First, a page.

I shall ever be grateful to Capt. Winslow, who rescued me after our forces had left. He came to my aid, assisted by Sergeants Onderdonk and Agnes, at the last moment, but in time to rescue me from the enemy.

I would also favorably mention private Wood, [360] who brought me valuable information, and who fired the first shot; private John Dunn, whose arm was shattered by a cannon ball, and who bore himself with the greatest bravery, and who said to Surgeon Gilbert, while amputating his arn, that lie could not have lost it in a nobler cause. The whole command, men and officers, did themselves the greatest credit, and I am satisfied can conquer any thing except impossibilities.

Respectfully submitted,

Judson Kilpatrick, Captain, Company H. To Colonel A. Duryea.

Col. Allen's report.

Camp Hamilton, Virginia, June 11, 1861.
Major-General B. F. Butler:
Sir:--I have the honor to report that, in accordance with orders received from General Pierce on the night of the 9th inst., my command was ordered under arms at eleven P. M., and marched to Hampton Creek to support Colonels Townsend and Duryea. I returned to this camp at four A. M., of the 10th inst., and was again ordered out at six A. M. to proceed forward to Big Bethel, where the enemy was reported to be stationed in force. After a rapid march of twelve miles I reached the ground and found the action going on. Upon reporting to General Pierce, he directed me to proceed to the front and deploy my regiment in front of the battery, which I did, and so remained for one hour and forty minutes under a heavy fire of at least twenty guns, some of them rifled and about four shell guns — the enemy deploying in my front with about 1,200 men and two guns, but made no advance. They, however, threw out two heavy flanking parties on my right and left, the former with two guns, and completely outflanked the entire brigade, at which time General Pierce deemed it proper to retire. From the most reliable information I am certain there were at least four thousand of the enemy on the ground, with constant reinforcements from Yorktown.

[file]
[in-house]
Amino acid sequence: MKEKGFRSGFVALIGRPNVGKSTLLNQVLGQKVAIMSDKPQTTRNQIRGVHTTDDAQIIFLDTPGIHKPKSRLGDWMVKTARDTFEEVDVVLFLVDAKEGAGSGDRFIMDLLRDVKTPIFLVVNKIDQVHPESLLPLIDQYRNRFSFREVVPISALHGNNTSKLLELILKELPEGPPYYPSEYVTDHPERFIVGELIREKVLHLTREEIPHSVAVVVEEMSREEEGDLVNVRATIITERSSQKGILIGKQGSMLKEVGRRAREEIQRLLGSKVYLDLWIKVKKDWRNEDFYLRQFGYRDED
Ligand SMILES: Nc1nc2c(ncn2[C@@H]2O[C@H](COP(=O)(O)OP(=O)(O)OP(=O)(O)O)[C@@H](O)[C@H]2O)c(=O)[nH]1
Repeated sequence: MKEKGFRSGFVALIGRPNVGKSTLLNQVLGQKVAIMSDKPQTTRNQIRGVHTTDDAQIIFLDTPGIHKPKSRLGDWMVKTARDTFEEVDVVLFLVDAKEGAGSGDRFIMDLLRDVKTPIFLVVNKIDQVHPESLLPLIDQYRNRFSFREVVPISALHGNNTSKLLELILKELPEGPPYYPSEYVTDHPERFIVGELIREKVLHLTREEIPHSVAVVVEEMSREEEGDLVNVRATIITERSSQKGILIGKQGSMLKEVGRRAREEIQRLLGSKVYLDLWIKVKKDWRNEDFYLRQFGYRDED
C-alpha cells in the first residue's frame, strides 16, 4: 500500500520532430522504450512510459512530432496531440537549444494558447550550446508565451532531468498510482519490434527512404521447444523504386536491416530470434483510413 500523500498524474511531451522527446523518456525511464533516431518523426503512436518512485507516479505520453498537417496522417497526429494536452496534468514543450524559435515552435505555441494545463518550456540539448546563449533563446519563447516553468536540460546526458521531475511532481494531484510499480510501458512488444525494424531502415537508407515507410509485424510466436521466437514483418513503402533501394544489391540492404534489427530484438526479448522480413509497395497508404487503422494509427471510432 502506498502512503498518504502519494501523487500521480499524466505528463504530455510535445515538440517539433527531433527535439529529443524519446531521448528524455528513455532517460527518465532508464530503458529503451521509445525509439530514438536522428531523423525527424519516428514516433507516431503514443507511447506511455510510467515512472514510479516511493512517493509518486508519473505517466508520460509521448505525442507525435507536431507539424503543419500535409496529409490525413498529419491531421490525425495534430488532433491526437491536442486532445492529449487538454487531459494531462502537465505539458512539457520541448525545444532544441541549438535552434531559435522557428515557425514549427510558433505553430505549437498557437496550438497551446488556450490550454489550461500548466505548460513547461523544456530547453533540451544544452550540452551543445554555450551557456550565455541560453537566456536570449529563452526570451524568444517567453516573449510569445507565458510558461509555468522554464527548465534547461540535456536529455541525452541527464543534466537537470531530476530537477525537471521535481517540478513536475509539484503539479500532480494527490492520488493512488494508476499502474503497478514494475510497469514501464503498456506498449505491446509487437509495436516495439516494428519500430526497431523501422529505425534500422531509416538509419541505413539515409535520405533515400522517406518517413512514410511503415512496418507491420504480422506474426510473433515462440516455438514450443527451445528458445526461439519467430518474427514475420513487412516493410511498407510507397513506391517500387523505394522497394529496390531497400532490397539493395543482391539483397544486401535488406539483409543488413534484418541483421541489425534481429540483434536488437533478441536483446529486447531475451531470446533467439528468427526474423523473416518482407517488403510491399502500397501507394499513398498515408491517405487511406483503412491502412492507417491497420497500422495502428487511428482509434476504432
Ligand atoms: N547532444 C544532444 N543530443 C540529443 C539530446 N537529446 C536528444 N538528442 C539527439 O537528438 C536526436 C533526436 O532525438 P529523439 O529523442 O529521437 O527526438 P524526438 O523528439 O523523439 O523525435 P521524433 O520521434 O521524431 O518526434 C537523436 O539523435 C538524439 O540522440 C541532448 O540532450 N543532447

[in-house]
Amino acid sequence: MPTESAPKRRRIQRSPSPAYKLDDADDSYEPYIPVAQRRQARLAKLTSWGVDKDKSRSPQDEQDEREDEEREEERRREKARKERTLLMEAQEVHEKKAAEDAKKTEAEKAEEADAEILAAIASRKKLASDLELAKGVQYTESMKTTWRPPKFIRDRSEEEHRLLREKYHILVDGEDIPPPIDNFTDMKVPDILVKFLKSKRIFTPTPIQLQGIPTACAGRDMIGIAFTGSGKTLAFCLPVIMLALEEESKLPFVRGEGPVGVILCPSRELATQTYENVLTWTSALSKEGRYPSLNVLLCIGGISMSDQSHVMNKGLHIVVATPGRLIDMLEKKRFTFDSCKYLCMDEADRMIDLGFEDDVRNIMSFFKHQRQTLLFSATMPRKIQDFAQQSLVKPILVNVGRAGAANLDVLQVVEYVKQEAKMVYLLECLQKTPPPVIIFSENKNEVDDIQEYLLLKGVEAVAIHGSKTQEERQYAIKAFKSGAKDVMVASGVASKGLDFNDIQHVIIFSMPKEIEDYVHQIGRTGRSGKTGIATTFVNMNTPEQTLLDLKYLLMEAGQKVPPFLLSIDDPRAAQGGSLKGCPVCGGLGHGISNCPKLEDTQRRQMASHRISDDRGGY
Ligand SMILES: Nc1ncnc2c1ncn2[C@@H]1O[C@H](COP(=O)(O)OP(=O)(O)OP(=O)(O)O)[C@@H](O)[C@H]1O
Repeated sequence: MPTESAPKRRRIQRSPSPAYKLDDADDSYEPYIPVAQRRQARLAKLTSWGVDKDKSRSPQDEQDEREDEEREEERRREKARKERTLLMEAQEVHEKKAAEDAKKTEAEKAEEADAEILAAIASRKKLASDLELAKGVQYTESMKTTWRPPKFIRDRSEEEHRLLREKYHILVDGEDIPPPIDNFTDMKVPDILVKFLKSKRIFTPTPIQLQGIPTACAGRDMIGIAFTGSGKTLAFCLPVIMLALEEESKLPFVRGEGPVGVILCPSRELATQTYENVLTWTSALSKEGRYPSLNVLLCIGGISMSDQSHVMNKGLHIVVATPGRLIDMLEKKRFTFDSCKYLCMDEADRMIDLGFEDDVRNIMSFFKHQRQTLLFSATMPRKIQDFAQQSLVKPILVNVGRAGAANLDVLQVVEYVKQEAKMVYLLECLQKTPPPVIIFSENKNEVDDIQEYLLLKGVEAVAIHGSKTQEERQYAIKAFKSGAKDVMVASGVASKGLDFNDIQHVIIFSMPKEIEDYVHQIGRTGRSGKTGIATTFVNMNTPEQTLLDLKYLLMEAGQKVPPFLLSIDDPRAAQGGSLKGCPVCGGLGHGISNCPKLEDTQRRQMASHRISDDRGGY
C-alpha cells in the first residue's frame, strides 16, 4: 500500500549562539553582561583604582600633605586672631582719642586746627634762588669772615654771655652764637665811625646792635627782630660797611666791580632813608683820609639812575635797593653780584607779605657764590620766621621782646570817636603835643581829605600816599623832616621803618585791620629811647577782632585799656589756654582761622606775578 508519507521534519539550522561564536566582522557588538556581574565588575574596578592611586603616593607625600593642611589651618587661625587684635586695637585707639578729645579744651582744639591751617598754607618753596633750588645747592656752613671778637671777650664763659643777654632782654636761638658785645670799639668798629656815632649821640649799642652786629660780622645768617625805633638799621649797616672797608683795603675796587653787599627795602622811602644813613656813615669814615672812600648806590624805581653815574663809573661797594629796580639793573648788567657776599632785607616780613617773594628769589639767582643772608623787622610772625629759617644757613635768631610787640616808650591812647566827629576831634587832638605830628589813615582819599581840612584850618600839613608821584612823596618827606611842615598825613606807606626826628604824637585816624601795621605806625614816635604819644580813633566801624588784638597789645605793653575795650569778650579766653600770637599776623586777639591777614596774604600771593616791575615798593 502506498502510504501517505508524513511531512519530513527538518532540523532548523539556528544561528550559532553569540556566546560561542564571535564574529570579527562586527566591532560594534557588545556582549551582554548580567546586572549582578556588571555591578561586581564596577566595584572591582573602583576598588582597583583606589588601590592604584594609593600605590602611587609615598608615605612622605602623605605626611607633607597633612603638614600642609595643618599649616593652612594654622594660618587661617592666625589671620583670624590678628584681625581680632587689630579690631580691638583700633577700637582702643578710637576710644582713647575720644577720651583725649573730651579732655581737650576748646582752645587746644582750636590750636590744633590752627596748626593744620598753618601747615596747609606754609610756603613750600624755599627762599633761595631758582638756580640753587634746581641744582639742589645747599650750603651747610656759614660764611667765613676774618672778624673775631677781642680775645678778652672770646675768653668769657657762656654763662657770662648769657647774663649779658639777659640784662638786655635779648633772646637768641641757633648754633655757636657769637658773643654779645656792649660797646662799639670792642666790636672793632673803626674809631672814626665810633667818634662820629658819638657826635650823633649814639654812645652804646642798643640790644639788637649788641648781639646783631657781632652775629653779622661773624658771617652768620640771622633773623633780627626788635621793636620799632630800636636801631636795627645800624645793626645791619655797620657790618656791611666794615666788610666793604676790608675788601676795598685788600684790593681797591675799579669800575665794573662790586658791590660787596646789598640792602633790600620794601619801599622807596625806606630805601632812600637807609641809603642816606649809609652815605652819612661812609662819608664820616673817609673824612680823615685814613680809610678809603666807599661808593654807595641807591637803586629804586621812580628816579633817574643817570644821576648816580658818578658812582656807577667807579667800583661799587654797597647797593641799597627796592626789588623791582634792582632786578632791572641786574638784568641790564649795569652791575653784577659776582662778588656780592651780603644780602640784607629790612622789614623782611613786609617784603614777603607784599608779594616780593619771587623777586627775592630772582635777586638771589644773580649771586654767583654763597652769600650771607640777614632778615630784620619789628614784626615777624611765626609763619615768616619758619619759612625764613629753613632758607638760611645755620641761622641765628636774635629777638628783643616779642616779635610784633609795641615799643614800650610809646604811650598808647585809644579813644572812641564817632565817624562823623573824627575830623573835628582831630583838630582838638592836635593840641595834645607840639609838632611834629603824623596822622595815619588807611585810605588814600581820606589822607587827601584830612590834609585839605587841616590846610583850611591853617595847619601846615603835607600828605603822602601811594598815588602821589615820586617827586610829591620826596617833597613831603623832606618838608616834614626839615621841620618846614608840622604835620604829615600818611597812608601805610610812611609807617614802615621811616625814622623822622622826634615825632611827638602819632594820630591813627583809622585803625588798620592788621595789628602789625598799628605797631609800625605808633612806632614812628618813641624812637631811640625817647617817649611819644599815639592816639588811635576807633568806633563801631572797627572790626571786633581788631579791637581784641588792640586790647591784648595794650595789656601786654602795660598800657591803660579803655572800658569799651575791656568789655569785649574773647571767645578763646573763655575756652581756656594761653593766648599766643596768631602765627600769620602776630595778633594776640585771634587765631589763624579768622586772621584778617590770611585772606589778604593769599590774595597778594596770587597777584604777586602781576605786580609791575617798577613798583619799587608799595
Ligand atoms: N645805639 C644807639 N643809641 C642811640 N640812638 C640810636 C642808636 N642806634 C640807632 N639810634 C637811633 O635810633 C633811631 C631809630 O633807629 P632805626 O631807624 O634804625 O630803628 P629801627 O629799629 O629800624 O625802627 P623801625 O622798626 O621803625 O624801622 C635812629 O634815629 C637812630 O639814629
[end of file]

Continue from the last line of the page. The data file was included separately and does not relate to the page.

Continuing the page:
Very respectfully,

Wm. H. Allen, Colonel First regiment.

Letter from Brigadier-General Pierce.

Camp Hamilton, June 12, 1861.
To the Editor of the Boston Journal:
Please correct the erroneous report set afloat by my enemies. There were but seven killed of the forces that went from this camp, in the expedition to Little and Great Bethel, on the 10th of this month, and Col. Townsend, of the Third Regiment New York Volunteers, who was formerly Adjutant-General of the State of New York, offers to certify that I gave my orders properly, and that under the circumstances the battle could not have been managed better.

This I write that the public may not judge me before I have time to be heard.

Capt Haggerty and Major Winthrop, of Gen. Butler's Staff, were with me and advising me to do as I did. Gen. Butler has not intimated to me as yet that he blames me at all.

In haste, yours, &c.,

A Confederate account.

The following account of the battle of Big Bethel, is given by one who participated in the defence:

Yorktown, June 11, 1861.